A Few Mathematical Considerations of Intimacy

What is the definition of intimacy? It can’t be simply “closeness.” You could be very close to a person and never be intimate with them. What if that person bores the mind out of you? Are you intimate simply because they know everything about you? What if you run in such perfect sync that you never gain any fresh perspective from them? Is that intimacy? Imagine two parallel lines: It doesn’t matter how close they get, just because they’re close doesn’t mean there is any interchange. Ok. Go with me on the line thing. Let’s say that different types of lines represent different types of relationships, and let’s say that how many times two lines intersect describes the level of intimacy in that relationship.

Ok. Straight lines. Very boring. They never change; they never waver. How they are is how they are. You see one part of them, you know all about them. That’s not necessarily a bad thing. Lots of relationships are simple and straightforward and easy to read. But straight lines only intersect once. That means that the closest to intimacy two straight lines can get is two really close parallel lines. Any closer than that and they’re not two lines, it’s the same line. If these people are coming from different directions (or have a different perspective), the closest to intimacy that they get is that one time true encounter where they really connect. It’s very profound, but that’s it. They just don’t belong together.

How about relationships that change? We need some curves. Let’s try parabola and hyperbola. I don’t remember the equation for hyperbola, but parabola are pretty simple: it’s that x=y² thing. The line on the graph comes down from out of nowhere, gets to a certain point, makes a sharp turn and heads back out in exactly the opposite direction, up and out. So we’ve got two people coming from roughly the same direction, they get close for a while, have a few intimate moments, and then they go their own separate ways.

Of course, the really interesting stuff involves circles. I think a circle describes a relationship that just isn’t going anywhere. Two perfect circles would either go round and round connecting in the same places but never really changing, or they would simply never get any closer together. Either way it’s rather pointless (ha ha).

However, by far the best relationships could be described by trigonometry functions. You know, x=cosine y-1, and all that stuff. Radio waves. They go back and forth over the same general area, forever. It always changes, so it doesn’t get boring. But there’s a definite pattern, so it doesn’t get weird. You know what to expect. So, those of you who kept your handy dandy little graphing calculators from high school, put in the same graph the equations of x=sine y and x=cosine y. They’re exactly opposite, right? But look, one goes up exactly the same as the other comes down and then they go back, so they meet in the middle. And then they do it again. If intimacy is the number of times they cross each other and really really make connection, really touch the other’s life, these guys are infinitely more intimate than any other type of relationship in the world. No matter how far apart they get, they’ll always come back together. And look, they’re both exactly opposite and exactly the same. Folks, these guys are married. Or best friends: x=sin y and x=sin y-.25. They’re almost exactly the same, but they come from a little different background, so they still intersect.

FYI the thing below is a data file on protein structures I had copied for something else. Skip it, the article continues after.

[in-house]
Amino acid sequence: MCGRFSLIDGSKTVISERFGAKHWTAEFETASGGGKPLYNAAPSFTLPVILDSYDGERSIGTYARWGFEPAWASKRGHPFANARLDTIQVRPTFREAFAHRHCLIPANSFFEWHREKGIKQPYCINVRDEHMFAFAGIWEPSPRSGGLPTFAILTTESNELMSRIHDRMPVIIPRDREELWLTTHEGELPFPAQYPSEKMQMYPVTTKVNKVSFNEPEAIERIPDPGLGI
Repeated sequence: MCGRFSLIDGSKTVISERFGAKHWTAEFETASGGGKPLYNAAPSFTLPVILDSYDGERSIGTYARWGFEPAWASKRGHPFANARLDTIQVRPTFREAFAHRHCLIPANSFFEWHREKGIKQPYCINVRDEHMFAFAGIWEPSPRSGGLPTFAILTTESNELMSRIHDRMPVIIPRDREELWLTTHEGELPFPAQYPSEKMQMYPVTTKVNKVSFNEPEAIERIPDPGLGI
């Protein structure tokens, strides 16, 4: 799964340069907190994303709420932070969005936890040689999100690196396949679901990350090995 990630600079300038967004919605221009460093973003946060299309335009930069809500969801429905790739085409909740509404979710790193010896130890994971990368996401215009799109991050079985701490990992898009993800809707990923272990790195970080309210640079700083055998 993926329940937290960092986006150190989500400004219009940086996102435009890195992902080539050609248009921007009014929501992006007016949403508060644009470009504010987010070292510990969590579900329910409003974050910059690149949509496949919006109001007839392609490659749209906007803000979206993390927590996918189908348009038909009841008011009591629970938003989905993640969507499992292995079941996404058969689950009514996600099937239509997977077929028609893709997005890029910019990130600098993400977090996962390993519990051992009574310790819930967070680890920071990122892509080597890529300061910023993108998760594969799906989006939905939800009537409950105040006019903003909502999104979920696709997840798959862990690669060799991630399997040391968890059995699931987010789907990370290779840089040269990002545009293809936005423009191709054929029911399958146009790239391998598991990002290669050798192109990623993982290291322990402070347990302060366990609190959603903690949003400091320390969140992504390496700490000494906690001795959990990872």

Of course, since people’s personalities have so many more dimensions than just two, we have the opportunity to be all of these sorts of things at the same time. To some people I’m a straight line and to others I’m cosine to their tangent. Some people are always there but nothing ever changes. It all depends on what lines it runs along.

Author: KB French

Formerly many things, including theology student, mime, jr. high Latin teacher, and Army logistics officer. Currently in the National Guard, and employed as a civilian... somewhere

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